NORMAL — Local jazz buffs have their own full-time Twin Cities club courtesy of Jazz UpFront in downtown Bloomington, and now they have their own monthly film showcase.
The series, which will combine jazz-themed movies with a related live performance, is billed as Second Saturday Jazz Screenings.
It premieres at 7 p.m. this Saturday at the Normal Theater with the acclaimed new John Coltrane documentary, "Chasing Trane."
The film will be followed by a live performance of the subject's music by the specially christened Glenn Wilson Chasing Trane Ensemble.
The concept got a one-shot testing a year ago when the Thomas Chapin documentary, "Night Bird Song," was shown at the theater, followed by a live performance featuring Wilson (a longtime friend and colleague of Chapin) and his ensemble TromBari.
That showing was the kick-off initiative for Wilson's Further Jazz Inc., a not-for-profit group created to bring community- and education-based jazz programming to the Twin Cities.
"We had such a good time that I proposed doing a regular series of jazz-related films," says Wilson, director of jazz studies at Illinois Wesleyan University.
A Harmon Arts Grant from the town of Normal made last year's event possible, as it will with the new series, which will continue at least through year's end on Oct. 14, Nov. 11 and Dec. 9 (titles are still TBA).
"The grant pays for the musicians, which enables us to do the concert part of the evening," says Wilson of the series' very special added-value component, showcasing some of the Midwest's top talent.
"Chasing Trane" is the latest documentary from filmmaker John Scheinfeld, whose past musician-theme works include "The U.S. vs. John Lennon" and "Who Is Harry Nilsson ...?"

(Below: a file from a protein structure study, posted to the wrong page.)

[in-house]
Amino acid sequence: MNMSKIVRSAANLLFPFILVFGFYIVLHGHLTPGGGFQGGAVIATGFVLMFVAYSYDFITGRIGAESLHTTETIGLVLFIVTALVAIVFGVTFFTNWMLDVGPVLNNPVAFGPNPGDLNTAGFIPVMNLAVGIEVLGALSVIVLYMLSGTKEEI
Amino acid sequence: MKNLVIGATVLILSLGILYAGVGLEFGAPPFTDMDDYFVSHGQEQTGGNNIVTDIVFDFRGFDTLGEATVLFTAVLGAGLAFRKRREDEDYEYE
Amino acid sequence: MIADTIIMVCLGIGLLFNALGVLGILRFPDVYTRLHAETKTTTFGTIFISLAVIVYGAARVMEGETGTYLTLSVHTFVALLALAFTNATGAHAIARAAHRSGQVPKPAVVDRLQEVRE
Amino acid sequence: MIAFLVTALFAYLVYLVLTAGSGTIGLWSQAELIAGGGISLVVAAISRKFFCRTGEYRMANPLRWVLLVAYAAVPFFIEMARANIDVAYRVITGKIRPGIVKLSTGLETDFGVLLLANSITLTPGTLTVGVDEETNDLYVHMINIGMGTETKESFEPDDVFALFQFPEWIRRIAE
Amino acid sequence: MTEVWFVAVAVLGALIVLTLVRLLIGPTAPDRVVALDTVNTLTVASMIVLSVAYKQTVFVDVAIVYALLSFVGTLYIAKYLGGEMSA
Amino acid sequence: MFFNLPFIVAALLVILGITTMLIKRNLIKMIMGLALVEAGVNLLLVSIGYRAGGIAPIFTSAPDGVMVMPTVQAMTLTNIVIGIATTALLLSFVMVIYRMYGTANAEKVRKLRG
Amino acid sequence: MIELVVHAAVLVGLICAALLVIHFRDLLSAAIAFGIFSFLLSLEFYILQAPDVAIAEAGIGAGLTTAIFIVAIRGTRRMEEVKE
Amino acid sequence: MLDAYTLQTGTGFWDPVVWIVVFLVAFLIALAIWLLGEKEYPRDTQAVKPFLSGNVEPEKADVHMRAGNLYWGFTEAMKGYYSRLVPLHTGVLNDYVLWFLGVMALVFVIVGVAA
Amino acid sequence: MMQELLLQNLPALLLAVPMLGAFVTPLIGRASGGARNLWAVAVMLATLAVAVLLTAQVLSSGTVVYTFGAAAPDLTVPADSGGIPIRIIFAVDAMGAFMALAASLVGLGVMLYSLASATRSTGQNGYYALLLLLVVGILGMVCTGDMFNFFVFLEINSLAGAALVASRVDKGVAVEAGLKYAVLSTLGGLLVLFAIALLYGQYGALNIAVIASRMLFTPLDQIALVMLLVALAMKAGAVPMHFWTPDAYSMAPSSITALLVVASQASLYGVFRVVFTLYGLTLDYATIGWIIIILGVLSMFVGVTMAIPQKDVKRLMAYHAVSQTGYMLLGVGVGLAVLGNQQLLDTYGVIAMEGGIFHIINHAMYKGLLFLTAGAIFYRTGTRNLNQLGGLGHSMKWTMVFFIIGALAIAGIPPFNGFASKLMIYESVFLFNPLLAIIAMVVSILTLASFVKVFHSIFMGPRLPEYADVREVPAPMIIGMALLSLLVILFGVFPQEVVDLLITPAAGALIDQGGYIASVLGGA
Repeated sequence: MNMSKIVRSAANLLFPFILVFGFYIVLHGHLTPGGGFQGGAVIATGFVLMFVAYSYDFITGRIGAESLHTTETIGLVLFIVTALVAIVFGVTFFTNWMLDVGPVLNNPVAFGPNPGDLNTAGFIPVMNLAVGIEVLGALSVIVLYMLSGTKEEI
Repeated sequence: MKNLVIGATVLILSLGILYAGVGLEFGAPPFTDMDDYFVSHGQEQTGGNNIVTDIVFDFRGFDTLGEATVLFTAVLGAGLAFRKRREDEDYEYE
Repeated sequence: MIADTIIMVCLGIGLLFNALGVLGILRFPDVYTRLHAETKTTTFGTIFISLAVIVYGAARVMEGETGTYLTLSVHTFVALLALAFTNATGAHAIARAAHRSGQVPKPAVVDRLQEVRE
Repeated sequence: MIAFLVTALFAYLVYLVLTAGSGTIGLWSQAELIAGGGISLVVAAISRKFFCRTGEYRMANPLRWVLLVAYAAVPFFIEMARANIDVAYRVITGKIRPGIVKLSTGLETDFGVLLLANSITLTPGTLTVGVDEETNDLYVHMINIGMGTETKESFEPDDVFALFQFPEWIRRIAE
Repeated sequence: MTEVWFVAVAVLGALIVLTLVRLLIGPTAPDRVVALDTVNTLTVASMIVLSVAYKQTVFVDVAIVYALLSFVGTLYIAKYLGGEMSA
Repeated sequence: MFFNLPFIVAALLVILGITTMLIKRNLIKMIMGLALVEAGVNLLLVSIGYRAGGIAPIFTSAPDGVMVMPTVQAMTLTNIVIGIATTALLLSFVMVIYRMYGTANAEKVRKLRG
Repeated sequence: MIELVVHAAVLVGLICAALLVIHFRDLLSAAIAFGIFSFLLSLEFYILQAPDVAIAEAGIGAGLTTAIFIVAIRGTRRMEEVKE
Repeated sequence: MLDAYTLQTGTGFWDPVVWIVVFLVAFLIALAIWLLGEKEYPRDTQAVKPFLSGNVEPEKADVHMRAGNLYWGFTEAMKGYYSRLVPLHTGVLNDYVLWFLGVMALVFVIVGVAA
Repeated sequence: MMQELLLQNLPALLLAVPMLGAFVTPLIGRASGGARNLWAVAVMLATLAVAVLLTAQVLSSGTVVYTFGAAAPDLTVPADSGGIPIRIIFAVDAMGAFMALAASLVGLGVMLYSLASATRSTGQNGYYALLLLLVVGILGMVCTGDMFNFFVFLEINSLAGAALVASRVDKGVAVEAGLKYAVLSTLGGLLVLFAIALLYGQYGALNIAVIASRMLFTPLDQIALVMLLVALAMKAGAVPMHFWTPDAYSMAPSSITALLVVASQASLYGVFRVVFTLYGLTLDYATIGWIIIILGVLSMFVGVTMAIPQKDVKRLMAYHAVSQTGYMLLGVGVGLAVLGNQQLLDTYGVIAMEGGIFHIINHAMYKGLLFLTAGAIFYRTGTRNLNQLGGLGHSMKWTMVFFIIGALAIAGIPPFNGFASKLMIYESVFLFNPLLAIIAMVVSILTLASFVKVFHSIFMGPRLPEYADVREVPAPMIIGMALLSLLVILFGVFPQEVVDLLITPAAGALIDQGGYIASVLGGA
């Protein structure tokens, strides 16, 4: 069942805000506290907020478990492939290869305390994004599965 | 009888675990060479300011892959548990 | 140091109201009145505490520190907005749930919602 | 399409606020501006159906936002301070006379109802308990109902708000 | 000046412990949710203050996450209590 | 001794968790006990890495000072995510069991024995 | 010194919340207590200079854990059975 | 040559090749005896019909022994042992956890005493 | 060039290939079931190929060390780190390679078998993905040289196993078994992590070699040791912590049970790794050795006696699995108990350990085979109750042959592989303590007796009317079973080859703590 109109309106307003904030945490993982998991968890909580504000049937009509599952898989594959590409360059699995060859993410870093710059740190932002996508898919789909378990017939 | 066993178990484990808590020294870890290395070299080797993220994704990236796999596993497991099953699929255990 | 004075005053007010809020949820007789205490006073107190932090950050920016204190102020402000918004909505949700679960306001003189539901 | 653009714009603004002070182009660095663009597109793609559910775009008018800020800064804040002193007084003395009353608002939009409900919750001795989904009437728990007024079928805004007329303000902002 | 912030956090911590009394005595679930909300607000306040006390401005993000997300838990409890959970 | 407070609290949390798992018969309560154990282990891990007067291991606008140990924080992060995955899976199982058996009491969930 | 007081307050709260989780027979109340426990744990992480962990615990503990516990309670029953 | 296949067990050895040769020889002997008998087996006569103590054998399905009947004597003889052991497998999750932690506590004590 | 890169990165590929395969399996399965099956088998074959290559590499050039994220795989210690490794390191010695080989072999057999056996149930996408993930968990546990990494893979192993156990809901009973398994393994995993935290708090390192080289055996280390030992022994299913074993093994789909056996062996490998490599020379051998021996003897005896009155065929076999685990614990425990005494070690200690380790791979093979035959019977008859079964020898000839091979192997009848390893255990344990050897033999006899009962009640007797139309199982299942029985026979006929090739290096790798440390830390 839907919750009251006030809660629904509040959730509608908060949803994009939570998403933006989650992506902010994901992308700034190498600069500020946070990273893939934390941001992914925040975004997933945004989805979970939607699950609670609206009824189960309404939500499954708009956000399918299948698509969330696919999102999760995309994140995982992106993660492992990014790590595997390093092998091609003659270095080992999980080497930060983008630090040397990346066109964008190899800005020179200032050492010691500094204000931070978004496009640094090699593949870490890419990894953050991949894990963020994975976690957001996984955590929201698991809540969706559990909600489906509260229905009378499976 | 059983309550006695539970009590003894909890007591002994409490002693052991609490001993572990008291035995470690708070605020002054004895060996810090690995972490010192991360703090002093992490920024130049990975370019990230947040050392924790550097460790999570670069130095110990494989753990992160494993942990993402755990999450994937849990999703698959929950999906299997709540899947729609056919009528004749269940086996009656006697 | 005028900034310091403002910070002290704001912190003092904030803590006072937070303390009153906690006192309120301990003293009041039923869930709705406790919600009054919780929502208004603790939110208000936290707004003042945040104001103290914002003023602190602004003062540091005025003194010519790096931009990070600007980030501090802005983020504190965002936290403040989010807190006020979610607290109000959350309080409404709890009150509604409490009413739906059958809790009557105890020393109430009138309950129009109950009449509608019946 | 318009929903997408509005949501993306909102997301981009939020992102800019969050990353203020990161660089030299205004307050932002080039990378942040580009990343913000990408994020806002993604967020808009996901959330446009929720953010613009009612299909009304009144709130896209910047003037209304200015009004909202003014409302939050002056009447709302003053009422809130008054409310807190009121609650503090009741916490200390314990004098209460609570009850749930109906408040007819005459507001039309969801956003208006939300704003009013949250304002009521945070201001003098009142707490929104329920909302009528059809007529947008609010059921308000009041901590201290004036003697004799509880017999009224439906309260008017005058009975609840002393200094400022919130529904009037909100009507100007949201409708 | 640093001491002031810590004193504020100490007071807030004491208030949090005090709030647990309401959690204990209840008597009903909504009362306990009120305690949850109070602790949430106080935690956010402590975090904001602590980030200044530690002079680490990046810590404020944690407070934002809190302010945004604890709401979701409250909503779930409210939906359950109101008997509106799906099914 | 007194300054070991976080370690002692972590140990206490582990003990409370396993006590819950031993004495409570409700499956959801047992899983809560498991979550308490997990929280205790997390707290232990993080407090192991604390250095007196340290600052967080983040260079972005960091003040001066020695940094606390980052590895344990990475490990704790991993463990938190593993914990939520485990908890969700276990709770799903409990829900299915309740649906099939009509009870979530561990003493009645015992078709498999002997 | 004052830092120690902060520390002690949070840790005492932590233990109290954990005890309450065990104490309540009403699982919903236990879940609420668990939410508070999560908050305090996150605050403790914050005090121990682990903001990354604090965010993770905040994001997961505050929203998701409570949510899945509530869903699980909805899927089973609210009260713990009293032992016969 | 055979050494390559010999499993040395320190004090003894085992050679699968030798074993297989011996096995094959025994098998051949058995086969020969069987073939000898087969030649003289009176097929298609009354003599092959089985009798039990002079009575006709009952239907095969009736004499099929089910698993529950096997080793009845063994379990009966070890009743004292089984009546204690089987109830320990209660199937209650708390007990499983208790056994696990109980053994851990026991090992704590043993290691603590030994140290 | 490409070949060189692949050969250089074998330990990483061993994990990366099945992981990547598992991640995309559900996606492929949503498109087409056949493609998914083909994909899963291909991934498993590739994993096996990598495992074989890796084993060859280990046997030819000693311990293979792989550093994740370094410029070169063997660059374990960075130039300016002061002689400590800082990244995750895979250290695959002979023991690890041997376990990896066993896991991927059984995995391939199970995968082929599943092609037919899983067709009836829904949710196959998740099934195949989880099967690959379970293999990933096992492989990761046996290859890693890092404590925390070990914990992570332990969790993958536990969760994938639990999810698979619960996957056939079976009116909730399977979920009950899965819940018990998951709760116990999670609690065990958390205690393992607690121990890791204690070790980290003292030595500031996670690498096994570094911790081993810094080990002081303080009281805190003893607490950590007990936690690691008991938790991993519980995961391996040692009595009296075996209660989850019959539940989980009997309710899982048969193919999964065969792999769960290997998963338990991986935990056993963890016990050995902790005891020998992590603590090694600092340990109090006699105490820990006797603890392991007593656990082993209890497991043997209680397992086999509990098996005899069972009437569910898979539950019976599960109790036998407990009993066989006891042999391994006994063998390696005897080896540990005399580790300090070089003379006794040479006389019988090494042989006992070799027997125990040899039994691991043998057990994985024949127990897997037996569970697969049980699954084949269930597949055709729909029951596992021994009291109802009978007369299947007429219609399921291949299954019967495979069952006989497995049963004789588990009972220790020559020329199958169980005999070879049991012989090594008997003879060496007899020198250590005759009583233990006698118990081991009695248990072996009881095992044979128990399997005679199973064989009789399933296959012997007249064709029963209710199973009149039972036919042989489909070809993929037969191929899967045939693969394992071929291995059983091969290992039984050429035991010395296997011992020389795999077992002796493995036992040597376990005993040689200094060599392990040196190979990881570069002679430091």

The film was produced with the full participation of the Coltrane family and the support of the record labels that collectively own the Coltrane catalog.
The narrative follows Coltrane’s first introduction to music through his musician father; his childhood obsession with the records of Count Basie and Lester Young; and his picking up the saxophone at age 13, trying to imitate the sounds of his then-idols Charlie Parker and Johnny Hodges.
Also covered are his early musical life playing alongside giants Dizzy Gillespie, Eddie Vinson and Jimmy Heath; his breakout performances with the Miles Davis Quintet; his historic partnership with Thelonious Monk; the solo career that produced the likes of "Giant Steps," "My Favorite Things," "Impressions," "Live at Birdland" and 1965’s seminal "A Love Supreme"; and his premature death at 40.
Wilson's characterizes Coltrane's legacy as "making jazz more difficult for others and more fun for him."
That difficulty is also what revolutionized the art form to a point that, says Wilson, hasn't been furthered.
"I think all jazz players study his music and can't help but be amazed by his technique and what he does with the sax," says Wilson
"He took jazz as far as you could take it, and, really, no one since has done more with the saxophone than he did."
If you like the approximately 40-minute concert that will follow "Chasing Trane" at the Normal Theater, there's more where that came from.
About twice as much, in fact.
At 8 p.m. Sept. 23, Wilson's Chasing Trane Ensemble will convene one last time for a full, 90-minute celebration of Coltrane in Illinois Wesleyan University's Westbrook Auditorium.
Admission for that performance is free.
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